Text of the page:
GUEST BLOG: What PowerPoint Theme Do You Use For Conflict Zones?
Guest blogger Matthew Taylor looks at the role of Microsoft PowerPoint in the military
31 March 2010
Throughout the MyWar exhibition, FACT will be publishing guest blog posts from looking at war and politics in the media. Matthew Taylor is a "twentysomething lawyer with interests in arts, music, philosophy, politics, and sci/tech..."\r\n
It may sound like a silly question, but it's actually perfectly sensible: Microsoft PowerPoint is as much an tool of the modern "warfighter" as GPS navigation and MRE rations.
In fact, it's now become something junior officers in the US military complain about - because, some say, they're spending more time making PowerPoint presentations than patrolling or engaging with local people. It prompted Thomas X. Hammes, former USMC Colonel, and leading counterinsurgency theorist, to devote an essay in the Armed Forces Journal to the topic of military PowerPoint use.
But as well as making war, PowerPoint can make art. David Gaffney's Destroy Powerpoint is a multi-media exploration of the softwareís various roles in our society, which he presented at the Edinburgh Fringe and the Bluecoat Literature Festival in Liverpool last year (Here's an article he wrote for the Guardian about the work). The American artist David Byrne, by contrast, has adopted PowerPoint as a media for his work, saying,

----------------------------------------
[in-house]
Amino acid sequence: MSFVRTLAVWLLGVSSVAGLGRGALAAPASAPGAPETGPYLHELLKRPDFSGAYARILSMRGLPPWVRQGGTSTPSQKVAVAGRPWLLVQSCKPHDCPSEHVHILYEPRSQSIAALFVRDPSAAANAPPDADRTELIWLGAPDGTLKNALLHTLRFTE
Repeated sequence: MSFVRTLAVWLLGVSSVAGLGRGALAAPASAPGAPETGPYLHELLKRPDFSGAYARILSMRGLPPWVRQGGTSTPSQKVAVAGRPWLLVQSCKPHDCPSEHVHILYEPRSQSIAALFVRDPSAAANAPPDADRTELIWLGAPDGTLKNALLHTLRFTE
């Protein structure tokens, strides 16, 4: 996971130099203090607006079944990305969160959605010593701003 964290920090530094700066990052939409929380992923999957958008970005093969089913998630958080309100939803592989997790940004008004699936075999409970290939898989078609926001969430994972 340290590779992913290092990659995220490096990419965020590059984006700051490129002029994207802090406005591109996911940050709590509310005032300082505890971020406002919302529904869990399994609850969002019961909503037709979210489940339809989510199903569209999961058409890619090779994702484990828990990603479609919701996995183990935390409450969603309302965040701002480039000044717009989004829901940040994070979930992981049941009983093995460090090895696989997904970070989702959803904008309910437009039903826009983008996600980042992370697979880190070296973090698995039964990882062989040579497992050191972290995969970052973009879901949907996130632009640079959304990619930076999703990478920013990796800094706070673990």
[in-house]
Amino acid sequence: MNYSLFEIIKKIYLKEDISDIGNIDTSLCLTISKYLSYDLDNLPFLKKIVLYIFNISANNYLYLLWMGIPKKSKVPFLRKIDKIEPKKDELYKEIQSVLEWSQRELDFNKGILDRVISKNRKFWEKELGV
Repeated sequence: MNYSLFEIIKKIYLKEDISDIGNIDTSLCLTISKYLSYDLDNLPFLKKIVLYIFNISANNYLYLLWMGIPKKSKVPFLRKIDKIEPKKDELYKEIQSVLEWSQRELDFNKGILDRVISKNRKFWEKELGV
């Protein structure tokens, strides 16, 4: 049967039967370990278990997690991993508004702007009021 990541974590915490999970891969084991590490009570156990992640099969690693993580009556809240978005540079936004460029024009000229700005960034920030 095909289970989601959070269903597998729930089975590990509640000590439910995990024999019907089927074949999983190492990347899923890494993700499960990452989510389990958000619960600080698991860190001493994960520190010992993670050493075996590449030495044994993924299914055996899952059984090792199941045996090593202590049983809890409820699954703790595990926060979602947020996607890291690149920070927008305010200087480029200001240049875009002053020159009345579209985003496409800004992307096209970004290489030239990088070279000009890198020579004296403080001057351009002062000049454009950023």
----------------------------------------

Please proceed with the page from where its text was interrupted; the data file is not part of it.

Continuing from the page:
"It started off as a joke...but then the work took on a life of its own as I realized I could create pieces that were moving, despite the limitations of the "medium."
Military PowerPoint presentations themselves can give a curious window into a world most of us will never see. After the US Marine Corps' 1st Battalion, 5th Marines returned from Afghanistan, they prepared an after action report - in Powerpoint.
You can download the presentation [.pptx], and take a look at some basic (and some not so basic) tactics for counterinsurgency warfare in Afghanistan. The motto of 1st Battalion, 5th Marines is 'Make Peace, or Die'; I doubt they mean from "PowerPoint poisoning."